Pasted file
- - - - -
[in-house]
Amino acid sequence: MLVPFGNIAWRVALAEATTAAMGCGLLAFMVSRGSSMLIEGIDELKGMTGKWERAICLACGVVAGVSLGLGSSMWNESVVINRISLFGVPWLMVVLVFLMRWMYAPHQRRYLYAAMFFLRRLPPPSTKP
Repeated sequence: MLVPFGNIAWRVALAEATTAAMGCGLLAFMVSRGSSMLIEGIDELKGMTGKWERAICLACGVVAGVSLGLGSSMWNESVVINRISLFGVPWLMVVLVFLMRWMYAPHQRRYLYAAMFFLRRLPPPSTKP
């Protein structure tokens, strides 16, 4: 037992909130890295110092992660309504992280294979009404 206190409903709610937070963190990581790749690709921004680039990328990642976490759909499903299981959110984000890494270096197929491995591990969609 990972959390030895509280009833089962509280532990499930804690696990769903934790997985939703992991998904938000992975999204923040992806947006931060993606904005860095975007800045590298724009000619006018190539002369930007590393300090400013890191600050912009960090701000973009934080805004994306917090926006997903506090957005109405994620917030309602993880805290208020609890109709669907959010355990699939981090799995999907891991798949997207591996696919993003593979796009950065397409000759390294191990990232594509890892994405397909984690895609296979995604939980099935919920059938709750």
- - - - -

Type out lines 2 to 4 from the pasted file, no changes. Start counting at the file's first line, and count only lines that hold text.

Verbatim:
Amino acid sequence: MLVPFGNIAWRVALAEATTAAMGCGLLAFMVSRGSSMLIEGIDELKGMTGKWERAICLACGVVAGVSLGLGSSMWNESVVINRISLFGVPWLMVVLVFLMRWMYAPHQRRYLYAAMFFLRRLPPPSTKP
Repeated sequence: MLVPFGNIAWRVALAEATTAAMGCGLLAFMVSRGSSMLIEGIDELKGMTGKWERAICLACGVVAGVSLGLGSSMWNESVVINRISLFGVPWLMVVLVFLMRWMYAPHQRRYLYAAMFFLRRLPPPSTKP
């Protein structure tokens, strides 16, 4: 037992909130890295110092992660309504992280294979009404 206190409903709610937070963190990581790749690709921004680039990328990642976490759909499903299981959110984000890494270096197929491995591990969609 990972959390030895509280009833089962509280532990499930804690696990769903934790997985939703992991998904938000992975999204923040992806947006931060993606904005860095975007800045590298724009000619006018190539002369930007590393300090400013890191600050912009960090701000973009934080805004994306917090926006997903506090957005109405994620917030309602993880805290208020609890109709669907959010355990699939981090799995999907891991798949997207591996696919993003593979796009950065397409000759390294191990990232594509890892994405397909984690895609296979995604939980099935919920059938709750």